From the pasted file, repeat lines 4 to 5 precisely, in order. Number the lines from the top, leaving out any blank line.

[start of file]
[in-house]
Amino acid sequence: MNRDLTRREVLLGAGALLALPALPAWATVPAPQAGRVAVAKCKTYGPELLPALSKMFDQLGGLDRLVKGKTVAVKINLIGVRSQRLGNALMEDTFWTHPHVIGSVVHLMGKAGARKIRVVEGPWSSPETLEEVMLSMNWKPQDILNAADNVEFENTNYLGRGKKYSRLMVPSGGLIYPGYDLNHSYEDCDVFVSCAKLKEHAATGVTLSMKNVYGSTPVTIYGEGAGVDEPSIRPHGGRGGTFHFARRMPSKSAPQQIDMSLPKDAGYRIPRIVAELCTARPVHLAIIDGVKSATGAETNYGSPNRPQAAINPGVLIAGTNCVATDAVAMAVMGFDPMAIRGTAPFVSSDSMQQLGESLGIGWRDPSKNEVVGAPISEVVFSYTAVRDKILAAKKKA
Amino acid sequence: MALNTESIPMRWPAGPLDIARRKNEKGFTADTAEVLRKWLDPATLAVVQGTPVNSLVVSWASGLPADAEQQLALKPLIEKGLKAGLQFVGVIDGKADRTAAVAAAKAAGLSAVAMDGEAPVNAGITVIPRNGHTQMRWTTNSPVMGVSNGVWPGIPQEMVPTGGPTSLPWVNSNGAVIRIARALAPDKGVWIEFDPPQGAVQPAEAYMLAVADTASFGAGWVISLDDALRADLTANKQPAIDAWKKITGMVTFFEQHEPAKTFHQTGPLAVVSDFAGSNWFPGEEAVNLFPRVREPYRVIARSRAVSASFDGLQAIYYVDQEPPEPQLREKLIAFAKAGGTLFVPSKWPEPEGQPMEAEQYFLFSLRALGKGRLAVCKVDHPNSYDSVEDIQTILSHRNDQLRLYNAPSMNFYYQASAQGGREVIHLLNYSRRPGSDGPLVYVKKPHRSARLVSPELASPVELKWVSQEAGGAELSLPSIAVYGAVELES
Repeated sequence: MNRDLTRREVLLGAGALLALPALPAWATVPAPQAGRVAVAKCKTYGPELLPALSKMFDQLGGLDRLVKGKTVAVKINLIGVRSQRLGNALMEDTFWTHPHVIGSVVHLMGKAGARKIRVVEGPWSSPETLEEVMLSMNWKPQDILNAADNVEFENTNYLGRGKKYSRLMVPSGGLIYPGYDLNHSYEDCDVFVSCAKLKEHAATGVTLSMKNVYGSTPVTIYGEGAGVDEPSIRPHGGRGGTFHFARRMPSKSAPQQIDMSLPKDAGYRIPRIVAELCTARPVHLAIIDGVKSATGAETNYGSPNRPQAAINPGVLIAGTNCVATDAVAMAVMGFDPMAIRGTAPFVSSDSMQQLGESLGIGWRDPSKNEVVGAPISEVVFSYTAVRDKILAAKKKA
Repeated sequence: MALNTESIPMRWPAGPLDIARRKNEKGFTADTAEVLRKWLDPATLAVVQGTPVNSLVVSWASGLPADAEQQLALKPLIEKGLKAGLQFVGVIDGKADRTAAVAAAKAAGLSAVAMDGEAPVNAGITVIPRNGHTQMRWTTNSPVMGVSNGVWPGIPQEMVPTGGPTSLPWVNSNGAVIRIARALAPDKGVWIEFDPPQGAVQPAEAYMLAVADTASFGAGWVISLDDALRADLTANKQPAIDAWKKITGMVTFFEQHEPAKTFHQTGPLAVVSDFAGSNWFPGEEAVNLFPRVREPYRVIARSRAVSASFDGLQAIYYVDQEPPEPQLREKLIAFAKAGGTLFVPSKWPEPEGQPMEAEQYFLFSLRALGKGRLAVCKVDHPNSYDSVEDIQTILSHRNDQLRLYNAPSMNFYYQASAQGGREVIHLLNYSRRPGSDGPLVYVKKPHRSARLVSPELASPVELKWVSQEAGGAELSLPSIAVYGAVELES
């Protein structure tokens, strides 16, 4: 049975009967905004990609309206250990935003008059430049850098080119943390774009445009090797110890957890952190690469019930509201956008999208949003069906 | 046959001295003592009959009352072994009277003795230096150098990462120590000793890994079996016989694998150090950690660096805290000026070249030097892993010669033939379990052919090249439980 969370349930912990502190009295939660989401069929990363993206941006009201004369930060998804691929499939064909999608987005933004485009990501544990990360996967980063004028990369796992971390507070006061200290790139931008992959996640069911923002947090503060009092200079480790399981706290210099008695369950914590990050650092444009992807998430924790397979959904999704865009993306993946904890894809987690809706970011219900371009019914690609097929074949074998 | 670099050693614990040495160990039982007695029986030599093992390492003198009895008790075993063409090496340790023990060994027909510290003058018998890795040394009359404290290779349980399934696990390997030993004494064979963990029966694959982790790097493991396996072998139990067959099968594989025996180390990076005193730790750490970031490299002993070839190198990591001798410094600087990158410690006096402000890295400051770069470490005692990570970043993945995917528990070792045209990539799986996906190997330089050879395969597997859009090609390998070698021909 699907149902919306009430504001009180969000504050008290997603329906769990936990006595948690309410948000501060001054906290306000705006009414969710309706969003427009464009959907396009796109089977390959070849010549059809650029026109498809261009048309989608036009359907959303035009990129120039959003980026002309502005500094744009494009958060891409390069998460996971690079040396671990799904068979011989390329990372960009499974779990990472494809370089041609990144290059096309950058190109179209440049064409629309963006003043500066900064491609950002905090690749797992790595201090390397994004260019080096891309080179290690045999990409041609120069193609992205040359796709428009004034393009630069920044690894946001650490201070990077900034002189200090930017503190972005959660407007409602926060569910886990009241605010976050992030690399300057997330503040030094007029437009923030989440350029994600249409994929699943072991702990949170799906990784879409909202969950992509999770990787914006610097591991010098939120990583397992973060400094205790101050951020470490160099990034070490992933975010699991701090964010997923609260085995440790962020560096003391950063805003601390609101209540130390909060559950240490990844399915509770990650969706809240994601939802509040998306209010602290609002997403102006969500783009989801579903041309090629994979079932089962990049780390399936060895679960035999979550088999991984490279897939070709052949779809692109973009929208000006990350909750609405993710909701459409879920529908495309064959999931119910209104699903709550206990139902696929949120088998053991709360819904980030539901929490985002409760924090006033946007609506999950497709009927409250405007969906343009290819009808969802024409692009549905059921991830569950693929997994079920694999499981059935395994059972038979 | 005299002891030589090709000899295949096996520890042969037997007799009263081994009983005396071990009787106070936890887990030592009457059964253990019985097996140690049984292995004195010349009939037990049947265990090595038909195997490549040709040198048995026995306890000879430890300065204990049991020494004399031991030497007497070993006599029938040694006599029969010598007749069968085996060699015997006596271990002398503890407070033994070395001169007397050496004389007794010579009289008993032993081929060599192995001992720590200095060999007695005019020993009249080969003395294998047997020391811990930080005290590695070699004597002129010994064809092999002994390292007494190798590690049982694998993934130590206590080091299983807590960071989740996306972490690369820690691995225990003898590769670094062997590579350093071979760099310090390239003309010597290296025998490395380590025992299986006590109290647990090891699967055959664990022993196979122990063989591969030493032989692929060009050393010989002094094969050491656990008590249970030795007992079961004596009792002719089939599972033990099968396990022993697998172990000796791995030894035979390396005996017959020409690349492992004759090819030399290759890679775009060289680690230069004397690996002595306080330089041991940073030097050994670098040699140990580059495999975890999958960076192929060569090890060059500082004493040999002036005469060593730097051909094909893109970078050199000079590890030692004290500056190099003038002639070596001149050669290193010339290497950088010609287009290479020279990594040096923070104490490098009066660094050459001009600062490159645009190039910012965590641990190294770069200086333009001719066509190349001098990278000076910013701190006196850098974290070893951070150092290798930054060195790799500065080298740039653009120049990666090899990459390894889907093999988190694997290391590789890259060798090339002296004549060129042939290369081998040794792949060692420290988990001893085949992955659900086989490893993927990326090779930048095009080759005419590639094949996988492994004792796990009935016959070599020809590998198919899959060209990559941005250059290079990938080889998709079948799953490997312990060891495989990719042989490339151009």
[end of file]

Repeated sequence: MNRDLTRREVLLGAGALLALPALPAWATVPAPQAGRVAVAKCKTYGPELLPALSKMFDQLGGLDRLVKGKTVAVKINLIGVRSQRLGNALMEDTFWTHPHVIGSVVHLMGKAGARKIRVVEGPWSSPETLEEVMLSMNWKPQDILNAADNVEFENTNYLGRGKKYSRLMVPSGGLIYPGYDLNHSYEDCDVFVSCAKLKEHAATGVTLSMKNVYGSTPVTIYGEGAGVDEPSIRPHGGRGGTFHFARRMPSKSAPQQIDMSLPKDAGYRIPRIVAELCTARPVHLAIIDGVKSATGAETNYGSPNRPQAAINPGVLIAGTNCVATDAVAMAVMGFDPMAIRGTAPFVSSDSMQQLGESLGIGWRDPSKNEVVGAPISEVVFSYTAVRDKILAAKKKA
Repeated sequence: MALNTESIPMRWPAGPLDIARRKNEKGFTADTAEVLRKWLDPATLAVVQGTPVNSLVVSWASGLPADAEQQLALKPLIEKGLKAGLQFVGVIDGKADRTAAVAAAKAAGLSAVAMDGEAPVNAGITVIPRNGHTQMRWTTNSPVMGVSNGVWPGIPQEMVPTGGPTSLPWVNSNGAVIRIARALAPDKGVWIEFDPPQGAVQPAEAYMLAVADTASFGAGWVISLDDALRADLTANKQPAIDAWKKITGMVTFFEQHEPAKTFHQTGPLAVVSDFAGSNWFPGEEAVNLFPRVREPYRVIARSRAVSASFDGLQAIYYVDQEPPEPQLREKLIAFAKAGGTLFVPSKWPEPEGQPMEAEQYFLFSLRALGKGRLAVCKVDHPNSYDSVEDIQTILSHRNDQLRLYNAPSMNFYYQASAQGGREVIHLLNYSRRPGSDGPLVYVKKPHRSARLVSPELASPVELKWVSQEAGGAELSLPSIAVYGAVELES